Strategies of Unusual Size
May 6, 2022
I wrapped the 2022 edition of my undergraduate “Grand Strategy” seminar this past Tuesday.
I like teaching the class. I really do. But I have significant reservations about “grand strategy” as a classroom subject.
I’m not at all convinced that grand strategy is a thing. Yes, plenty of people advocate for a preferred “grand strategies.” Not a few of them would love to become the ‘next George F. Kennan,’ which leads to some truly eyeroll-worthy titles.
It’s one thing to point to a proposal, such as containment or offshore balancing, and say “this is a grand strategy.” The problem comes when we try to develop consistent standards – ones that allow us to agree that “yep, that’s a grand strategy” or reply “no, that’s merely big tactics.”
Here we’re talking about prescriptive grand strategies. Things get much harder once we move into the domain of descriptive grand strategy: of books like The Grand Strategy of the Roman Empire, The Grand Strategy of Philip II, and The Grand Strategy of the Habsburg Empire.
Consider some recent high-quality efforts to make sense of the concept.
First, Nina Silove’s “Beyond the Buzzword: The Three Meanings of “Grand Strategy” points to “grand strategy as a plan,” “grand strategy as an organizing principle,” and “grand strategy as a pattern of behavior.” In many respects this is a useful typology. People do identify grand strategies with plans, with organizing principles, and with patterns of behavior. But it remains unclear what makes for a grand-strategic plan, organizing principle, or pattern of behavior.
Second, Rebecca Lissner’s “What Is Grand Strategy? Sweeping a Conceptual Minefield” also offers a tripartite schema:
The “grand strategy as variable” camp seeks to develop analytical arguments that explain the origins of states’ grand strategies and account for their change over time. The “grand strategy as process” camp sees the strategic planning process as the essence of grand strategy and focuses on the improvement and/or generalization of such processes. Finally, a “grand strategy as blueprint” camp outlines prescriptive broad visions for grand strategy, particularly in the United States.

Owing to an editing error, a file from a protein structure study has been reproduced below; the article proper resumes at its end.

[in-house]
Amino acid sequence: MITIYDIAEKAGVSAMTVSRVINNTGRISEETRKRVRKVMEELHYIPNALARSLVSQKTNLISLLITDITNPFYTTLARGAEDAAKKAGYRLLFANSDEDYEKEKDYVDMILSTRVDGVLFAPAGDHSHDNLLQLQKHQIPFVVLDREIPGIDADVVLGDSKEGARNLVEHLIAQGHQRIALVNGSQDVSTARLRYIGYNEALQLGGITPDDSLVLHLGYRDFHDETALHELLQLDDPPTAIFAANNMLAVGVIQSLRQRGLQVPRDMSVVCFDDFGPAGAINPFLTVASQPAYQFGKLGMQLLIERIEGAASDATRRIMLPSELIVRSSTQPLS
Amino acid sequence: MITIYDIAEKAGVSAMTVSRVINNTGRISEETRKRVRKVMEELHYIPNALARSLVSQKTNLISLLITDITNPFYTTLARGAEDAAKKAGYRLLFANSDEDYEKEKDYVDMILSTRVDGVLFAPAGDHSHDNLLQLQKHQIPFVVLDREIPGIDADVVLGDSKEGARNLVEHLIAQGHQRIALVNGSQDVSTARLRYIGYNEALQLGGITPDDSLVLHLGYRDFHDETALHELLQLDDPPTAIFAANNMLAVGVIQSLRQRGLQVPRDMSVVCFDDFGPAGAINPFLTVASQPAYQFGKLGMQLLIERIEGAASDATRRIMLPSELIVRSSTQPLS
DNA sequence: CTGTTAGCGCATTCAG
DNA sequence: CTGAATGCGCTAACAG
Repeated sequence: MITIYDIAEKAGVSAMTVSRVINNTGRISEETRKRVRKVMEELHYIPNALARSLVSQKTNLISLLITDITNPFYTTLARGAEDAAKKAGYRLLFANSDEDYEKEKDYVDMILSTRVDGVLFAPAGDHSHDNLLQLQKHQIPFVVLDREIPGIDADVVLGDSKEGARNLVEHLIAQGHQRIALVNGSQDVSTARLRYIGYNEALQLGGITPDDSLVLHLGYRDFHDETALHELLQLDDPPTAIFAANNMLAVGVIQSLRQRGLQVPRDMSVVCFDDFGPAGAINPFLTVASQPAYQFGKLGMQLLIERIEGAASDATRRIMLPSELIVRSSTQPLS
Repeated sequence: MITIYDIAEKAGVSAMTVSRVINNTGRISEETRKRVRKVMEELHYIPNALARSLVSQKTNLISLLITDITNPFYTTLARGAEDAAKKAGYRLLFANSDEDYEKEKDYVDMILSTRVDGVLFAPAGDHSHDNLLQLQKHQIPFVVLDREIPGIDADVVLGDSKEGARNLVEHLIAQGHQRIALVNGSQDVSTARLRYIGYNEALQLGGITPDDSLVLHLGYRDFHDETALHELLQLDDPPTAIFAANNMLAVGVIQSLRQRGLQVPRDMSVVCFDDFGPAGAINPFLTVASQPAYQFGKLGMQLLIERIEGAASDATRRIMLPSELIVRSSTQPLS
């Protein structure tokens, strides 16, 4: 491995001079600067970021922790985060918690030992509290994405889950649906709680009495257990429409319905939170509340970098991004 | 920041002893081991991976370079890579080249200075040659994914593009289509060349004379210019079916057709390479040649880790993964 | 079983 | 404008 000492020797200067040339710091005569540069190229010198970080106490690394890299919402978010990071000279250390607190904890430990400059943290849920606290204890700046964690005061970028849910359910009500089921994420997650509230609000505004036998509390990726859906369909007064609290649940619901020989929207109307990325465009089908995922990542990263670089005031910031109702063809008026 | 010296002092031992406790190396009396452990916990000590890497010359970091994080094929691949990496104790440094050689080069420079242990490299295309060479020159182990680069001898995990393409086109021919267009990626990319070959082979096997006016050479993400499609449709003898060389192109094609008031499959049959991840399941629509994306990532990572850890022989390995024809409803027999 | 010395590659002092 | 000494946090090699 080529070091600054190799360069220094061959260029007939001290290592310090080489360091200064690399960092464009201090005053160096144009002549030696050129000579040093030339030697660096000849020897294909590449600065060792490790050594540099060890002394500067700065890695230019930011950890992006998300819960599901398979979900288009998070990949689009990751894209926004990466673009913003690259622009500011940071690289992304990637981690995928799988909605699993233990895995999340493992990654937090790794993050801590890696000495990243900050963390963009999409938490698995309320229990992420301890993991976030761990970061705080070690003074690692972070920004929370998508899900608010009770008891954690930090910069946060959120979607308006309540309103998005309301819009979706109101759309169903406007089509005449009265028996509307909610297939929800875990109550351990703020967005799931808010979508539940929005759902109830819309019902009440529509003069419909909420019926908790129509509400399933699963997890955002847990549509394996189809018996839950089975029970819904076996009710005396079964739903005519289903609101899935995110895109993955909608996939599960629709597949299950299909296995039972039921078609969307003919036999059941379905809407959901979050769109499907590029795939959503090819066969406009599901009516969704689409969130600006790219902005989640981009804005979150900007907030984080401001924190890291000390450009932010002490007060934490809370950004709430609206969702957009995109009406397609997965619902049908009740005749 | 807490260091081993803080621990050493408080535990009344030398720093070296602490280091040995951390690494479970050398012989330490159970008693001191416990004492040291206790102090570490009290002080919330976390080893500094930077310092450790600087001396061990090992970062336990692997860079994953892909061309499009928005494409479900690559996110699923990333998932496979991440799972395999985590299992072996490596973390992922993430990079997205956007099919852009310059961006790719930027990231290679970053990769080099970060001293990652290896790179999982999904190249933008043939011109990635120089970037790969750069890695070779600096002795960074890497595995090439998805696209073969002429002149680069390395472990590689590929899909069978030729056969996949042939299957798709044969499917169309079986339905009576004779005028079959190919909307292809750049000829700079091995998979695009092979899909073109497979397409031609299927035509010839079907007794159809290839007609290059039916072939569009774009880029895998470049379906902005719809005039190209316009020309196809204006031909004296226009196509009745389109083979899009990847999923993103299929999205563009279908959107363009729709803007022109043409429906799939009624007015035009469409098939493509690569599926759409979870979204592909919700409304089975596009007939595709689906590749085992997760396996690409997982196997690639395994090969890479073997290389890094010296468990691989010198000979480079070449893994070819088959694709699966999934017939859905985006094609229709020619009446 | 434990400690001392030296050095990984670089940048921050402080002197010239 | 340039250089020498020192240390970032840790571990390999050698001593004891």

Again, useful. But I’m less convinced by Lissner’s argument that, despite vociferous debate, there’s a working consensus about the meaning of grand strategy.
…two complementary definitions are cited by nearly every major recent study of grand strategy… Paul Kennedy and draws on earlier work… to contend, “The crux of grand strategy lies therefore in policy, that is, in the capacity of the nation’s leaders to bring together all of the elements, both military and nonmilitary, for the preservation and enhancement of the nation’s long-term (that is, in wartime and peacetime) best interests.” …Barry Posen… draws on a similar strategic tradition and offers an even more succinct definition: Grand strategy is “a state’s theory about how it can best ‘cause’ security for itself.”
She argues that these definition fit well together, and quotes Hal Brands:
At its best, then, a grand strategy represents an integrated scheme of interests, threats, resources, and policies. It is the conceptual framework that helps nations determine where they want to go and how they ought to get there; it is the theory, or logic, that guides leaders seeking security in a complex and insecure world.
I can’t think of a single real-world grand strategy – whether descriptive or prescriptive – that comes close to meeting the first definition. Posen’s phrasing is certainly pithy, but I don’t see how it provides much guidance. Brands’ formulation rules out grand strategy as a pattern of behavior – a mistake, in my view, as most work historical work on grand strategy engages in retrospective reconstruction of ‘emergent’ or ‘immanent’ logics.
Third, in the Oxford Handbook of Grand Strategy, Thierry Balzacq and Ronald R. Krebs don’t even bother to offer a common definition. They write that “In short, a unified concept and theory of grand strategy continue to elude us. This surely frustrates those who wish knowledge would neatly cumulate.”
So why do I keep teaching the course? The short answer is that the material makes for good undergraduate discussions. I think that it's useful from a pedagogical perspective; the students find it relevant.
Well, mostly. I’m not a fan of the kind of highly stylized, slightly smug case studies that show up in standard grand-strategy readers. I can never decide what to do with them. I oscillate between “Students should read this material because it functions as background knowledge for some participants in these debates” and “Nope. Absolutely not.”
(This year we didn’t read much of this kind of stuff, in part because I adjusted the course a great deal after Russia invaded Ukraine.)
But enough complaining. I only started writing this because I wanted to share what happened on the last day of class.
I asked the students to identify the most important threats faced by, variously, the United States, China, Russia, or the government of another other important powers.
They all listed collective threats: climate change, pandemics, water scarcity, nuclear proliferation, etc. This is a far cry from the topics that dominate standard grand-strategy syllabuses – including my own.
It’s also almost certainly correct.